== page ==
Amba (Pickled Mango Sauce)

A blend of unripe green mango, white vinegar, and spices like fenugreek, cumin, and tart sumac punches up this sour condiment. Some versions of amba are fully pureed, but this recipe retains chunks of just-tender mango to give the sauce luscious body and bite. Try amba as a condiment for roasted meats, or do as Lucy Simon does and mix it with labneh for a fast-fix dip. 

Amba (Pickled Mango Sauce)
Photo: Photo by Kelsey Hansen / Food Styling by Greg Luna / Prop Styling by Stephanie Hunter
Active Time:
20 mins
Total Time:
1 hr
1 cup

Amba Tells the Story of the Jews of Iraq

As a child, I was always afraid of the bowl of ambiguous yellow sauce camped at the end of our dinner table. It was sour and spicy, a little fruity and a lot funky; my elementary-aged palate struggled to decipher its complexity.

The sauce is amba, a condiment made of pickled mango and pungent spices. And nowadays, I can't get enough of it.

Amba is a diaspora food that tells the story of the Jews of Iraq. Iraq was once home to the oldest and largest population of Jews in the world; there have been recorded populations since 586 B.C., during Babylonian times. Now, there are fewer than five Jews. My obsessively recorded family history in Iraq dates back over 2,500 years, since the destruction of the First Temple in Jerusalem. We had roots there until my grandparents (along with much of the Jewish population) fled in the late 1940s, a time of increasing persecution of the community. In the mid-20th century, displaced Iraqi Jews traveled to Israel, and as they found a home in the newly established country, amba became popular, too. Amba finally made its way to the U.S. with families like mine, bringing its punchy flavor to celebrations throughout the year, complementing everything from grilled meats at summer cookouts to turkey and mashed potatoes at Thanksgiving.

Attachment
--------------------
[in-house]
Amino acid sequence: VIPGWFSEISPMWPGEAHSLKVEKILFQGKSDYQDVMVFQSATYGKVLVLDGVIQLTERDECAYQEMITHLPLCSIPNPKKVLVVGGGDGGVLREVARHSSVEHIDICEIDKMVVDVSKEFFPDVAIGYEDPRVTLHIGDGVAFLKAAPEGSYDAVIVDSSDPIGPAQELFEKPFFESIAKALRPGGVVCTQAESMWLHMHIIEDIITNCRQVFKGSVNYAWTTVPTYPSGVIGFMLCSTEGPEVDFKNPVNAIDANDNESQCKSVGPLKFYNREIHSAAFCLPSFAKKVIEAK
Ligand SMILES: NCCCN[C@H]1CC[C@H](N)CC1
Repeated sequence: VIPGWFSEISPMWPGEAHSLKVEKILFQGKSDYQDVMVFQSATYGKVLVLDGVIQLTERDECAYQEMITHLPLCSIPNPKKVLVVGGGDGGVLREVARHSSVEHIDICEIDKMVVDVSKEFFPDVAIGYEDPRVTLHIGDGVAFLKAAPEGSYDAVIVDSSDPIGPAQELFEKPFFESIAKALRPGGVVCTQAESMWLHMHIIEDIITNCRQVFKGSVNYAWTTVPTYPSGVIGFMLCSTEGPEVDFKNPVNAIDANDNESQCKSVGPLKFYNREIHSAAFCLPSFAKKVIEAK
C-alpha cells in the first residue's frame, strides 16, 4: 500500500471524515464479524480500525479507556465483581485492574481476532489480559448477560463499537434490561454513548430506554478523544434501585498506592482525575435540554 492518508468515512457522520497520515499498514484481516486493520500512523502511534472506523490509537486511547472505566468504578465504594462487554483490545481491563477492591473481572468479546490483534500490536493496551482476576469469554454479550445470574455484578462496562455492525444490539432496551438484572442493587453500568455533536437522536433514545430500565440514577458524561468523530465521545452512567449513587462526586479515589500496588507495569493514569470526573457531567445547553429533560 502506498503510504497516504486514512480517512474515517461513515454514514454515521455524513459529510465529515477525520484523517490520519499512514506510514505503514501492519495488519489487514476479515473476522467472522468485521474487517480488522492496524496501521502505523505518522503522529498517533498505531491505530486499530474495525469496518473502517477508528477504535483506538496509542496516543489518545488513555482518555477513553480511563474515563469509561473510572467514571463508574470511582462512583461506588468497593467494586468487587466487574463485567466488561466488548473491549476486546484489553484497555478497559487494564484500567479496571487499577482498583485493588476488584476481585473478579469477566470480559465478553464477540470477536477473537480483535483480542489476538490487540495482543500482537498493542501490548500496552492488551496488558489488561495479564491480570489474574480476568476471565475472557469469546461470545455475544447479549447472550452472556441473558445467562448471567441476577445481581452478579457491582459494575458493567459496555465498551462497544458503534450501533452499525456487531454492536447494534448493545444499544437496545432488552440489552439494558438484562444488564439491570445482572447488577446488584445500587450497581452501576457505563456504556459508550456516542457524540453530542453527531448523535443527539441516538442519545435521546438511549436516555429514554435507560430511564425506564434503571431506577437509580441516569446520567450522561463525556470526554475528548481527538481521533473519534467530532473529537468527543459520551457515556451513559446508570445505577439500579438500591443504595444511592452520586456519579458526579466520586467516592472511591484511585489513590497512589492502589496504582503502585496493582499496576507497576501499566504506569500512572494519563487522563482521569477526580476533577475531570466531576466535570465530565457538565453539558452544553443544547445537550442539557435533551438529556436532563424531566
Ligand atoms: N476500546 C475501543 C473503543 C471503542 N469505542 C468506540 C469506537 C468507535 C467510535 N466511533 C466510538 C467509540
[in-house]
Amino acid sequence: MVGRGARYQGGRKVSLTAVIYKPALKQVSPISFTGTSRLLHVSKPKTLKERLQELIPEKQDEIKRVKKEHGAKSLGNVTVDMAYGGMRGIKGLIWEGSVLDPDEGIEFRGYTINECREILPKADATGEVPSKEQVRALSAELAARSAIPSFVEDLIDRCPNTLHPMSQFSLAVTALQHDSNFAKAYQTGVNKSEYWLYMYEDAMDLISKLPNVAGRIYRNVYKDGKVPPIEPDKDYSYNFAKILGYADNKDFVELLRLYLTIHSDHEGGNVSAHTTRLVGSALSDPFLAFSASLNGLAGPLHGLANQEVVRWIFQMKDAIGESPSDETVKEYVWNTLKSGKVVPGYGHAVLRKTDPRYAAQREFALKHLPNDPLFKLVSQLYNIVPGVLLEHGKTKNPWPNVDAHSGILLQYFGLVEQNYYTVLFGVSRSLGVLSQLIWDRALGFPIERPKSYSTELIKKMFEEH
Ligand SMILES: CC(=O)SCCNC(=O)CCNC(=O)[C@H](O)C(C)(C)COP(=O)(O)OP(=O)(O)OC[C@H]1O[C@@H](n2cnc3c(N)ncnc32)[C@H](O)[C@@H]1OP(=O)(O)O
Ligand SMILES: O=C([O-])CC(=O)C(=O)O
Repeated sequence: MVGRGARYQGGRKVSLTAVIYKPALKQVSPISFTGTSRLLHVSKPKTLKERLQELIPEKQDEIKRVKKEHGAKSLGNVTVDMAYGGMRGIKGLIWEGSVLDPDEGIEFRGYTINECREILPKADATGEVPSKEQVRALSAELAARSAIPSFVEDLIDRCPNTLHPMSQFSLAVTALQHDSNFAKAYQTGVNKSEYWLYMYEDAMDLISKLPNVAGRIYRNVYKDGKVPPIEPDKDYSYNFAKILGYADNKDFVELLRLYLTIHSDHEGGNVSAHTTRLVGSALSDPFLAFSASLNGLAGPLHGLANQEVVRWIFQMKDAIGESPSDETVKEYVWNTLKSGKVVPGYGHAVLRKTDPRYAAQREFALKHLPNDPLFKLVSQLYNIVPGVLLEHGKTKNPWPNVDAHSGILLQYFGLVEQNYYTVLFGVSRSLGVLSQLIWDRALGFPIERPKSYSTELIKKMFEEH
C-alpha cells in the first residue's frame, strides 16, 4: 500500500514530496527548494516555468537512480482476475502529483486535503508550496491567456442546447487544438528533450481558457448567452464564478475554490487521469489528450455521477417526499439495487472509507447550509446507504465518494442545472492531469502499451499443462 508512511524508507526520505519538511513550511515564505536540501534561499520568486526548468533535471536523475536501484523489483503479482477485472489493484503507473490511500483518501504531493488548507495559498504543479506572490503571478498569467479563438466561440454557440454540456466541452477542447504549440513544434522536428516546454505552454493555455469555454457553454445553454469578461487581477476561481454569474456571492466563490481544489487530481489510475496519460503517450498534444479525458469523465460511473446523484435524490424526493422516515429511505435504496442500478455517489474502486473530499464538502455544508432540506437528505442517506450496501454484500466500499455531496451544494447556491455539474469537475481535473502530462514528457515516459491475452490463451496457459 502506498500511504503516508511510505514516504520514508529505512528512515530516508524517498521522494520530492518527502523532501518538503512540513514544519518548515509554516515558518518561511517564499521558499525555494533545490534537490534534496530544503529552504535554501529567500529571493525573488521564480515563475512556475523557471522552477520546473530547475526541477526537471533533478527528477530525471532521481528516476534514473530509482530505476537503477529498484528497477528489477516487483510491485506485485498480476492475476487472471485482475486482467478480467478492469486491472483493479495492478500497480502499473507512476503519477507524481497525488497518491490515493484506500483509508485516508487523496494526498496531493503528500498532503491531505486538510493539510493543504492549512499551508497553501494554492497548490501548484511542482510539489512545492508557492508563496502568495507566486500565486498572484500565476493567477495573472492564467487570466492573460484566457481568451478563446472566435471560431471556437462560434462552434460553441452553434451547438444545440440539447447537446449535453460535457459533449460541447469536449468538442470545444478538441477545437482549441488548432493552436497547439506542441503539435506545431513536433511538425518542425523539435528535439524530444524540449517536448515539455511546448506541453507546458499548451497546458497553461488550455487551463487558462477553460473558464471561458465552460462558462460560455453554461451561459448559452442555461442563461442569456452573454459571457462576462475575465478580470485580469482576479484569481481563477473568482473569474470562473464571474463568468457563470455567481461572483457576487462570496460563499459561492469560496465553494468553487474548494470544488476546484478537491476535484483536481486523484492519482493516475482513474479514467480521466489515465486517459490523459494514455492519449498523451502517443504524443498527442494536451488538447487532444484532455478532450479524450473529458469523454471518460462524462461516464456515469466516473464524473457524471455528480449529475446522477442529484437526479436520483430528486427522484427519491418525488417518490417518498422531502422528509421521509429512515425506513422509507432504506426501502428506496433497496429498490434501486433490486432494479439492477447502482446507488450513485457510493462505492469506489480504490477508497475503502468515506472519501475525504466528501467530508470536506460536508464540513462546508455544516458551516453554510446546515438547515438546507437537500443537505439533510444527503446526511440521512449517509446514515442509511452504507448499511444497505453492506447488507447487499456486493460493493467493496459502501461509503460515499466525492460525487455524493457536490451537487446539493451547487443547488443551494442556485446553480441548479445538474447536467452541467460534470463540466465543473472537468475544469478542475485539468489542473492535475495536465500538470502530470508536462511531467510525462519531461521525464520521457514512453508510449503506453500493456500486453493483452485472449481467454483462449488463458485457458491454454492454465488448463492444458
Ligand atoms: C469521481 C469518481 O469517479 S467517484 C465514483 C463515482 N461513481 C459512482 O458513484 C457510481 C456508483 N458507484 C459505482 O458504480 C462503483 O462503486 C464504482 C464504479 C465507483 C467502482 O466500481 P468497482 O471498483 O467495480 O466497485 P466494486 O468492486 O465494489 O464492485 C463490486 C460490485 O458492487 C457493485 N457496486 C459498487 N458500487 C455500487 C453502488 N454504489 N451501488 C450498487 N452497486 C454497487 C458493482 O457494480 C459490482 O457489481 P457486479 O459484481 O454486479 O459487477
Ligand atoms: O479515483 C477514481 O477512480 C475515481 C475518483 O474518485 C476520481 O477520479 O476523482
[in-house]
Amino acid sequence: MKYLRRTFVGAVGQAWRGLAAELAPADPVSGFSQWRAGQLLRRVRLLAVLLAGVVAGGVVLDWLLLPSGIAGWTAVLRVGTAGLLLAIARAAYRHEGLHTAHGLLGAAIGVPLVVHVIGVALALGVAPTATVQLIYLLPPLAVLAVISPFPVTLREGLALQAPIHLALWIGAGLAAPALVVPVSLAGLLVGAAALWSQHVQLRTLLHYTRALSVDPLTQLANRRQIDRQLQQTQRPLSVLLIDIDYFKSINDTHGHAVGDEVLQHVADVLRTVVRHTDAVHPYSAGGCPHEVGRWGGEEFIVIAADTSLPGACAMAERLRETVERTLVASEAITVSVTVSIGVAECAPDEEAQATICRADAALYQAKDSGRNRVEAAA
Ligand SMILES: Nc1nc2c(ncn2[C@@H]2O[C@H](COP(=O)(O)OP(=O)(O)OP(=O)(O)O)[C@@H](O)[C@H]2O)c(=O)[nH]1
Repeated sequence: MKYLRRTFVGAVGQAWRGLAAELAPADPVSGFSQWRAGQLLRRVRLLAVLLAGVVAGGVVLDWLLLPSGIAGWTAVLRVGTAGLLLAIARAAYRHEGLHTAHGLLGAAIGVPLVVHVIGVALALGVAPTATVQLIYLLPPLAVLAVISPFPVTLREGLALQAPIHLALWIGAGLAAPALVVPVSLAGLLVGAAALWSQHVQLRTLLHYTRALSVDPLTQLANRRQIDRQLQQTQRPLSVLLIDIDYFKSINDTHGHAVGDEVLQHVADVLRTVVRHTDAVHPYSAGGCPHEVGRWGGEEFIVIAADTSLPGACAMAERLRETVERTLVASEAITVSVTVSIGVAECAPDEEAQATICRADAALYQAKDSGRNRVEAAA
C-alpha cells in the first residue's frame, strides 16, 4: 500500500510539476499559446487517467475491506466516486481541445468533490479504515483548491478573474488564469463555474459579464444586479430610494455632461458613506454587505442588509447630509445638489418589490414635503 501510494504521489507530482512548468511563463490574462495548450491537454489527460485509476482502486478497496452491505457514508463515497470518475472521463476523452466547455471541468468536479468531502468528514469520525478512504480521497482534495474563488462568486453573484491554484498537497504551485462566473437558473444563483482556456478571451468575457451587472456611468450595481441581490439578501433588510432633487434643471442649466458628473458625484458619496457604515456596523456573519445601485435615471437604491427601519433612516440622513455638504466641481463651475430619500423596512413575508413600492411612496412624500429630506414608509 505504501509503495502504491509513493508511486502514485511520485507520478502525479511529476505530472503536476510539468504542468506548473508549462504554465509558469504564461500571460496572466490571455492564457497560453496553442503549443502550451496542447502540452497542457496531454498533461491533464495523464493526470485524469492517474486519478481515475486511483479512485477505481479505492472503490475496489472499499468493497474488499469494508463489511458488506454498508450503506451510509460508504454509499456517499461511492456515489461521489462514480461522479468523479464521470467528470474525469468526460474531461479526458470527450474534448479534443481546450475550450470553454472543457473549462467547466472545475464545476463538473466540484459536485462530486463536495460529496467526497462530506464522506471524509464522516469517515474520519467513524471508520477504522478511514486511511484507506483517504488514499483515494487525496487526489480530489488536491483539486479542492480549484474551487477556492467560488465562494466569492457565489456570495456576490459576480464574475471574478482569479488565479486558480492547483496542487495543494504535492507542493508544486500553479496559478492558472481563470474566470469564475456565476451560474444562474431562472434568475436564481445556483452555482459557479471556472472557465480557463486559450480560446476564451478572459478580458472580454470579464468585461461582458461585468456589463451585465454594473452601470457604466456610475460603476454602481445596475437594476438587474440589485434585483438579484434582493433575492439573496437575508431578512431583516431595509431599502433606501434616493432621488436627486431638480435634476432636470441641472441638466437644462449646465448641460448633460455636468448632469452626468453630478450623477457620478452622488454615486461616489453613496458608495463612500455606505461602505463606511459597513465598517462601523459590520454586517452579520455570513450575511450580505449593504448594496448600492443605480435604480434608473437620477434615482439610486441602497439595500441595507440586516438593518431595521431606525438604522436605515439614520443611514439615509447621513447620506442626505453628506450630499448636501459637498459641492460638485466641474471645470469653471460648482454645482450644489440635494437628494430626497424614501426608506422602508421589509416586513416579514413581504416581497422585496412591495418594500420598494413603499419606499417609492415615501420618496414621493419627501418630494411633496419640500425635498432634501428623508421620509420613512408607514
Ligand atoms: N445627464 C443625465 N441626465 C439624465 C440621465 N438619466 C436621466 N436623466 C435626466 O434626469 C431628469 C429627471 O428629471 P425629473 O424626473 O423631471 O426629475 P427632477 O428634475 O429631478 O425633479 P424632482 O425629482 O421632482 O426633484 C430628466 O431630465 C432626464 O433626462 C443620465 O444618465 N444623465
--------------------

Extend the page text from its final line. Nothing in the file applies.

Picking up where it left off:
My family's amba recipe comes together quickly in a blender, though I keep some of the mangoes chunky for a satisfying bite. I also like a little sweetness, so I add agave to balance out the sour green mango and white vinegar and to help bring out the flavor of the spices. At my dinner parties, I sometimes mix in some labneh and make it into a dip. I've fully embraced the sauce of my childhood and made it my own.


  • 1 large (12-ounce) unripe green mango

  • ½ cup white vinegar

  • ¼ cup water

  • 1 ½ tablespoons agave

  • 2 teaspoons Dijon mustard

  • 1 ½ teaspoons kosher salt

  • 1 ½ teaspoons ground fenugreek

  • 1 teaspoon ground sumac

  • ½ teaspoon ground cumin

  • ½ teaspoon ground turmeric

  • ¼ teaspoon cayenne pepper

  • 1 medium garlic clove, grated (about 1/4 teaspoon)

  • Roasted meats or vegetables, for serving (optional)

  • 1 cup labneh (optional)


  1. Peel mango. Cut mango in half lengthwise; remove and discard pit. Chop 1 mango half into 1/4-inch pieces; set aside. Bring vinegar, 1/4 cup water, agave, mustard, salt, fenugreek, sumac, cumin, turmeric, cayenne, and garlic to a boil in a small saucepan over medium, stirring occasionally. Add chopped mango; return mixture to a simmer over medium. Simmer, stirring occasionally, 2 minutes. Remove from heat; let cool until some of the mango pieces are translucent, about 10 minutes. Meanwhile, chop remaining mango half into 1/2-inch pieces; set aside.

  2. Transfer cooled mango-vinegar mixture to a blender; do not wipe saucepan clean. Process mixture until smooth, about 30 seconds. Add 1/2-inch mango pieces; using short pulses, pulse until sauce is a chunky consistency with a mix of small and large mango pieces, 1 to 2 pulses.

  3. Scrape mango mixture into reserved saucepan. Bring to a gentle simmer over medium. Simmer, stirring often, until amba turns 1 or 2 shades darker, about 3 minutes. Remove from heat; let cool 30 minutes. Serve alongside roasted meats or vegetables, or stir in labneh for a tangy and creamy version of the condiment.

Make Ahead

Amba may be stored in an airtight container in refrigerator up to 2 weeks.

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